Sunday, October 24

Maca: a male aphrodisiac food?

What is maca?

The bed (Lepidium meyenii) is an annual or biennial herbaceous plant that grows in the highest parts of the Andes mountain range, lifting about 10 to 20 centimeters off the ground. It has been famous in the area since time immemorial for its great resistance to extreme conditions, since its habitat is between 3,500 and 4,500 meters, which is why it has been traditionally used as food, especially its roots, in the form of radish.

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The same they are eaten cooked or dried in the sun and turned into powder. The first form is the traditional one in the peoples of the Andes, and according to some studies in mice, it involves a greater nutritional richness compared to the dried root, which, according to the study, would be very poor nutritionally.

The dried and ground root is used mainly as a way to preserve maca, as it is known that it can last up to two years in these conditions. Later, the dried root can be used to cook a traditional mash fermented with goat’s milk called mazamorra, or else grind it into a powder for medicinal purposes.

Maca has been cultivated since ancient times and the first Spaniards who arrived in the Andes area already described its consumption, as reported by Fray Antonio Vasquez de Espinoza in a description of the year 1598.

Among other observations of the time, stands out the vitality and resistance of the cattle that consumed maca in height in front of the animals that the Spaniards brought. Apparently, an increase in fertility is also described among the indigenous herd and is attributed to the consumption of maca.

A superfood?

The truth is that maca has survived to this day as a superfood and also a miraculous plant that is capable of acting as an aphrodisiac, memorizer, energizer, protector against osteoporosis, protector against benign prostate hyperplasia, protector against hair loss , and some other virtues. Thousands of web pages have helped the diffusion of these alleged properties. What is true about that? It is an unfounded myth or there is verification scientific?

For now you have to pay attention to its composition: Maca root powder is made up of close to:

  • 14% protein
  • 76.5% carbohydrates
  • 2% fat
  • 8.5% fiber.

It also provides more than 20 amino acids, including eight of the ten essential amino acids, twenty free fatty acids as beneficial as lauric, linoleic, palmitic, oleic, or steric acid. It also provides small amounts of vitamins B-1, B-2, C and E. And as for the minerals Calcium, Magnesium, Potassium, Copper, Zinc, Manganese, Phosphorus, Selenium, Sulfur, Sodium and Iron.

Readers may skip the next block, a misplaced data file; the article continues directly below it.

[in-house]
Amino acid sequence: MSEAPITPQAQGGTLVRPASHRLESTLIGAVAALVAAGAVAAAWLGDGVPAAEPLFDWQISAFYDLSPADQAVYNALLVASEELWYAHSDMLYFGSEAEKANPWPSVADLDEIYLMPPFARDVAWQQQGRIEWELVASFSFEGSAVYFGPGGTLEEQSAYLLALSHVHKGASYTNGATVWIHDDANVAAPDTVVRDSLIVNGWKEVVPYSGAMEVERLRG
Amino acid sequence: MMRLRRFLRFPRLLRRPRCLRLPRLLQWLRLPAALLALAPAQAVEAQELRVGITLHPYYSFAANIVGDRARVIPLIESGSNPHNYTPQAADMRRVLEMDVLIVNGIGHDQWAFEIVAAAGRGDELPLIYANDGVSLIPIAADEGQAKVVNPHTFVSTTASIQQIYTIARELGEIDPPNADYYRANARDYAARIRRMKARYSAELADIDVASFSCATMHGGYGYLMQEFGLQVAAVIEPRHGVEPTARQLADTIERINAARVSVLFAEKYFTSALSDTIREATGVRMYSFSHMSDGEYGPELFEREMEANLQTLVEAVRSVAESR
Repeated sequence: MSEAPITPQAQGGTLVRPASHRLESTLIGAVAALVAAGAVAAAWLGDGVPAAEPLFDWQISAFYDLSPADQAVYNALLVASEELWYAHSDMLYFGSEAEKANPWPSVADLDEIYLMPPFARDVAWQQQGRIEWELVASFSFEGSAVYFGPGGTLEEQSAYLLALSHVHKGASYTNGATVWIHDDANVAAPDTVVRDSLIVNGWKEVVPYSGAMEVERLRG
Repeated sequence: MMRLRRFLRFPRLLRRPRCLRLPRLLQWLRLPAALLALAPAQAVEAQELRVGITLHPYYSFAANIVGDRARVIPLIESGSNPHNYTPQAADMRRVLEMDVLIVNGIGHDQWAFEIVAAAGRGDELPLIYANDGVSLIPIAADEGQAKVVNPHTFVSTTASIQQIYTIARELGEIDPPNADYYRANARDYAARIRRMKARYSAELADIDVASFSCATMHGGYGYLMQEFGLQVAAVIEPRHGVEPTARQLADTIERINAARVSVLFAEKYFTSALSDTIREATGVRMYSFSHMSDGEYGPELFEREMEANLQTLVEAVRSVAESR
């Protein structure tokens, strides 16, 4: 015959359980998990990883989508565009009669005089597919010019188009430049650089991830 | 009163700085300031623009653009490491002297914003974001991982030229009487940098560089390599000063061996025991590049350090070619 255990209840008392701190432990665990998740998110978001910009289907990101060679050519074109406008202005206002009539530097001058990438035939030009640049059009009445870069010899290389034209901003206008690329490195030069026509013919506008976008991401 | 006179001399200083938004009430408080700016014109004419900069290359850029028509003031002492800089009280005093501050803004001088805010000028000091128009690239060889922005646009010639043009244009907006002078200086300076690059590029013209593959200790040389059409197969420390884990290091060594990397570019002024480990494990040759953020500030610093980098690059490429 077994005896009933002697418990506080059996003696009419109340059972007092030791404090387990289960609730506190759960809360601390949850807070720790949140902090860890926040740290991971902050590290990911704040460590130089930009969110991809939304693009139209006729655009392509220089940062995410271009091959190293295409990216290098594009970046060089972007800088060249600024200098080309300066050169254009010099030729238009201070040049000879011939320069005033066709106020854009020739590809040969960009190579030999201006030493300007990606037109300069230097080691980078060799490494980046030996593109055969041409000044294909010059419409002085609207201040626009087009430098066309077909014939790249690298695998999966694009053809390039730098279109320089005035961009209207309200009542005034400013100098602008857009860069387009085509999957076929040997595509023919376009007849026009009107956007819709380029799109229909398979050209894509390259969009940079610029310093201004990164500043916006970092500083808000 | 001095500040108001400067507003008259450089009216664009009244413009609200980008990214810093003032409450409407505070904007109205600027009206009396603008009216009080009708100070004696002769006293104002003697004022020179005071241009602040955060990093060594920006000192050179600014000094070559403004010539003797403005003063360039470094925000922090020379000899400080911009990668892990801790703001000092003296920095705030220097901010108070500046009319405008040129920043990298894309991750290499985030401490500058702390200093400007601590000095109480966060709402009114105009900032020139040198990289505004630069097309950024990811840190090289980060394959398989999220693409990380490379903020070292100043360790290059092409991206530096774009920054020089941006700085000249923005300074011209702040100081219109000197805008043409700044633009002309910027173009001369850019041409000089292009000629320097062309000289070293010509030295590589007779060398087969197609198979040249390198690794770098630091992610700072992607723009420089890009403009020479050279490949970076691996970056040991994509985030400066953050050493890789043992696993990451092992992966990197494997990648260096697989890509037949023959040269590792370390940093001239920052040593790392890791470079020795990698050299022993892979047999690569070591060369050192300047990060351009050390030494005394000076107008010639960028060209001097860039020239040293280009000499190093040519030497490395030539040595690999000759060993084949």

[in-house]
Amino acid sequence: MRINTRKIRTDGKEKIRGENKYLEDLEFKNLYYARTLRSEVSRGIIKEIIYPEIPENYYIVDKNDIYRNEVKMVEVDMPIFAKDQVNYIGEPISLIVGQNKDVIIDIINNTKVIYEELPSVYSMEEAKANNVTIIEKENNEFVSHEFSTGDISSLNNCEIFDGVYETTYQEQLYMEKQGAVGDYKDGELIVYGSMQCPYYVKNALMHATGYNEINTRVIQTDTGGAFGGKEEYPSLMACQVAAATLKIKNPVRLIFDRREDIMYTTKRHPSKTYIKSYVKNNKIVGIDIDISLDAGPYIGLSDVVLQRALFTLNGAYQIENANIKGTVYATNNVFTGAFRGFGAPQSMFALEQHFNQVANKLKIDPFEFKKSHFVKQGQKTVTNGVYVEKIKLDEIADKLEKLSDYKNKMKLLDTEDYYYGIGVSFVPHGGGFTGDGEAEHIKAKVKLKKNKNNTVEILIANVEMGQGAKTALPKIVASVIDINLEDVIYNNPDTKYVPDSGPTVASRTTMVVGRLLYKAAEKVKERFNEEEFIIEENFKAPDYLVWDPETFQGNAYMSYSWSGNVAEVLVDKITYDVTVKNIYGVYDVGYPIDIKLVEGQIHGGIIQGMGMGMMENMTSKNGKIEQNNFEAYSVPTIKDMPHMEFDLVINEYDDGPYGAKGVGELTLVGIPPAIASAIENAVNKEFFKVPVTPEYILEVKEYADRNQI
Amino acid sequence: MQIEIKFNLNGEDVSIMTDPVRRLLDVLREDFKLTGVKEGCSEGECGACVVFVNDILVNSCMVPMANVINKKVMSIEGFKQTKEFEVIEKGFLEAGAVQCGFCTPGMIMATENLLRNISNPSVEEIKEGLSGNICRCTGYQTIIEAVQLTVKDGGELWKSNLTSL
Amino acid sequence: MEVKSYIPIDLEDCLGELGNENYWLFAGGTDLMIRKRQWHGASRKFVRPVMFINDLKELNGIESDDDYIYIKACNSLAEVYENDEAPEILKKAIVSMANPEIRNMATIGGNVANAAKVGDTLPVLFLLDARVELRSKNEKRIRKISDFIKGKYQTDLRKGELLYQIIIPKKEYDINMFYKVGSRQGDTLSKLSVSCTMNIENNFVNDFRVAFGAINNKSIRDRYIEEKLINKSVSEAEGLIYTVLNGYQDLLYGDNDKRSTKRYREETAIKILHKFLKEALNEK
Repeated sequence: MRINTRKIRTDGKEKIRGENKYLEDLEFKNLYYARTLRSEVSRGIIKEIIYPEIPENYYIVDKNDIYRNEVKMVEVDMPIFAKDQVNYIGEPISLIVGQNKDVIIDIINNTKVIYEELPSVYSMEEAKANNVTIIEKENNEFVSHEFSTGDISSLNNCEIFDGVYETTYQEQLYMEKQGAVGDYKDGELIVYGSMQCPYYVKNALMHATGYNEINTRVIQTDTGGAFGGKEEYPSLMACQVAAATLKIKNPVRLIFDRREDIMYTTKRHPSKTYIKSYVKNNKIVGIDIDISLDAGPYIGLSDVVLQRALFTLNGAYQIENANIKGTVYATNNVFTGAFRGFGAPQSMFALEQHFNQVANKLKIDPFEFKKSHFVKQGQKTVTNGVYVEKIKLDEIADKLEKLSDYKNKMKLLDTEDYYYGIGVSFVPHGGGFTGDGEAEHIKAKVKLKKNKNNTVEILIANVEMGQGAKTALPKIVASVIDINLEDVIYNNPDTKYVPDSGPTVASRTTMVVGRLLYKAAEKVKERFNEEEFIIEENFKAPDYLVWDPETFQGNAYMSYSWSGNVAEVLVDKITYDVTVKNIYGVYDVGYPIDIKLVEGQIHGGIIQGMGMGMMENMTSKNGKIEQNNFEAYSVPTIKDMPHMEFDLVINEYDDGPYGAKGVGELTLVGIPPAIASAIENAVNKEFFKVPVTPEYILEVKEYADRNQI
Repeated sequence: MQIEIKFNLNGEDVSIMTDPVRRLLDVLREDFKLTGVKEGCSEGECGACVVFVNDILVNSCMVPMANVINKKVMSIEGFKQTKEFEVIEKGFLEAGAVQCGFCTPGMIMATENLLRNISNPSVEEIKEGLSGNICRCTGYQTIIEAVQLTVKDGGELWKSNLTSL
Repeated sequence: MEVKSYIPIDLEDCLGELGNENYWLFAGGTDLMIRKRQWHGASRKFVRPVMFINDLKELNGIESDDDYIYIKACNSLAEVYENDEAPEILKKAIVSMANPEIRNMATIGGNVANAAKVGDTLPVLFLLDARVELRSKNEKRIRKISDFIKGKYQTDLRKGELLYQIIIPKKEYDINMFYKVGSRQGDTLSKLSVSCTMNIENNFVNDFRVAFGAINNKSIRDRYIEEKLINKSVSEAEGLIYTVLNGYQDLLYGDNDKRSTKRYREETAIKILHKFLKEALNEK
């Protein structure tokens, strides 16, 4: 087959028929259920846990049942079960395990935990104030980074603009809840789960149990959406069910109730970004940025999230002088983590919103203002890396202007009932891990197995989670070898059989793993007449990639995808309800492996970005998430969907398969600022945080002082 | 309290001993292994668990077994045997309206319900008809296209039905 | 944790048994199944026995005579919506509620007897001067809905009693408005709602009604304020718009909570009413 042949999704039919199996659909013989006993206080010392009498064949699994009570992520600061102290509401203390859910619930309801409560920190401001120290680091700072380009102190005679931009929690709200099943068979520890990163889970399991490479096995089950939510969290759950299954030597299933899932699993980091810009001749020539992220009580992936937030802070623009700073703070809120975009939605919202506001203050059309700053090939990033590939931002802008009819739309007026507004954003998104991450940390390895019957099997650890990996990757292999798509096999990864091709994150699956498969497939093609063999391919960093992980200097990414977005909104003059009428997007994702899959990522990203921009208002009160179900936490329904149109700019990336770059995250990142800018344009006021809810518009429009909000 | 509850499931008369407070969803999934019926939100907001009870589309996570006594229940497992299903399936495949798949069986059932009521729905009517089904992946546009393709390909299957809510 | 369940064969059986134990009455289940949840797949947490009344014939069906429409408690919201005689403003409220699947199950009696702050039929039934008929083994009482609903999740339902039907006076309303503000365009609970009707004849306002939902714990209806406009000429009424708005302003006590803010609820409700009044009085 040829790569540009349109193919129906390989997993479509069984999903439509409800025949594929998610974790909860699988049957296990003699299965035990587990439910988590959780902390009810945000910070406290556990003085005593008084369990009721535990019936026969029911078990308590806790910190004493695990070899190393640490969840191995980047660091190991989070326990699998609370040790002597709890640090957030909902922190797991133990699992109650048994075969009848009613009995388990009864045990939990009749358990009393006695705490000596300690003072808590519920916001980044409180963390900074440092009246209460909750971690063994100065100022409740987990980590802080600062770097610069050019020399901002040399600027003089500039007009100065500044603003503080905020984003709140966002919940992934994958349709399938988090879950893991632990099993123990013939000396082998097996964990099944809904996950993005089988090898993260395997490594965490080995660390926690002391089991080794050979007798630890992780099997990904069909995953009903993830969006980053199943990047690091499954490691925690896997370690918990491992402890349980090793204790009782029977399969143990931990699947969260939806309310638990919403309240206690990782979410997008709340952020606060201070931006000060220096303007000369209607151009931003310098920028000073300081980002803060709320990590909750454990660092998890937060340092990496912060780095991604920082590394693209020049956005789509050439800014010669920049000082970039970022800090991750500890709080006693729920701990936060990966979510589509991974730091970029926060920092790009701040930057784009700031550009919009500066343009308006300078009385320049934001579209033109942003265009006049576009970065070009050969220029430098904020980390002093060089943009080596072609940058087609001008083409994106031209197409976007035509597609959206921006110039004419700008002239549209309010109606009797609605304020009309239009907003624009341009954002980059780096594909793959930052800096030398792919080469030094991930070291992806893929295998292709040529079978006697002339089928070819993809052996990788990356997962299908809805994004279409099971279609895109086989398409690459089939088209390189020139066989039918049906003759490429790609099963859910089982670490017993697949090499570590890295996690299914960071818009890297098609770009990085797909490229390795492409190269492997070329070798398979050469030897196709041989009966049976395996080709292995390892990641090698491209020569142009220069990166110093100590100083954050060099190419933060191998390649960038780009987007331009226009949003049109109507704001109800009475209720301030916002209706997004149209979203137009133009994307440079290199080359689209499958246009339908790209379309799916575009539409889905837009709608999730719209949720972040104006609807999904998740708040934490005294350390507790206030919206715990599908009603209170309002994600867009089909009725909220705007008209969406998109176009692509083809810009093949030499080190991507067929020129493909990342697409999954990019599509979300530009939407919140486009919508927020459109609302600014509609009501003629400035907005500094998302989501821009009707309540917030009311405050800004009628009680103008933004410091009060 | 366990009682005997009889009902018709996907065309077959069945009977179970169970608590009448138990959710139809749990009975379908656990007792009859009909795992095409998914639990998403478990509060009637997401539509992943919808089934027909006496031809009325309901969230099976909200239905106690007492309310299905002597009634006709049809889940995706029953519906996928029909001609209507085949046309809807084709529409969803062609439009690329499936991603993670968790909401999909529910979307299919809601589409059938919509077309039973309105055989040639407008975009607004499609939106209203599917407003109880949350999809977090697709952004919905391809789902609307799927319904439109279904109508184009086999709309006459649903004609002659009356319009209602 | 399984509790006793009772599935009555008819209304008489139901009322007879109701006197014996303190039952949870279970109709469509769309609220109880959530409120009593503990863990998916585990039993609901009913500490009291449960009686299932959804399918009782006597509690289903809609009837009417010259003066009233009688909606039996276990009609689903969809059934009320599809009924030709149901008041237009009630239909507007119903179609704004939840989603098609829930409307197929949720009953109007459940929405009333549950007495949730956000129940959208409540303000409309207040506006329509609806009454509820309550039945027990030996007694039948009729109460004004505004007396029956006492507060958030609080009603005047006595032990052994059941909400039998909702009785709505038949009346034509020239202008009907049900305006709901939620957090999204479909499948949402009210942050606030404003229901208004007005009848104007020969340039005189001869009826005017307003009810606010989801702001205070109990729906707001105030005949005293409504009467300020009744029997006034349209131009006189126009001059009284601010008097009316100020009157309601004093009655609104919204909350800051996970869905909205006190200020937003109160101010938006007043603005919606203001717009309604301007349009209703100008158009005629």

In other words, we can consider maca a fairly complete food, although perhaps excessively high in carbohydrates, but good as an immediate energy source and rich in fiber, which reduces the glycemic index of sugars, although very low in fat.

A composition, undoubtedly, good to survive at high altitudes where extra hemoglobin is needed due to the low concentration of oxygen in the air. This fact may explain its appreciation among the Andean populations.

Does maca work miracles?

However, it is not at all clear that it works miracles although benefits have been reported according to a 2014 review on its biological properties. It indicated the existence of studies that confirmed its positive effects in laboratory mice on benign prostatic hyperplasia, osteoporosis, spermatogenesis, memory and fatigue.

Additionally, the review clarified that existing studies are not sufficient to be conclusive and that more research is needed. It also stressed that no toxic dose has been observed due to hormonal interference, as claimed by various urban legends.

Another study also did not observe hormonal increase at the plasma level in men after ingesting maca for twelve weeks, which would rule out its aphrodisiac virtues.

Instead yes an increase in spermatogenesis would have been observed on mice located at 4,300 meters of altitude and fed with maca, which would support the impressions that the first Europeans had, although this is not conclusive evidence. Finally, there are no studies that corroborate that it positively affects the prevention of alopecia or hair loss.

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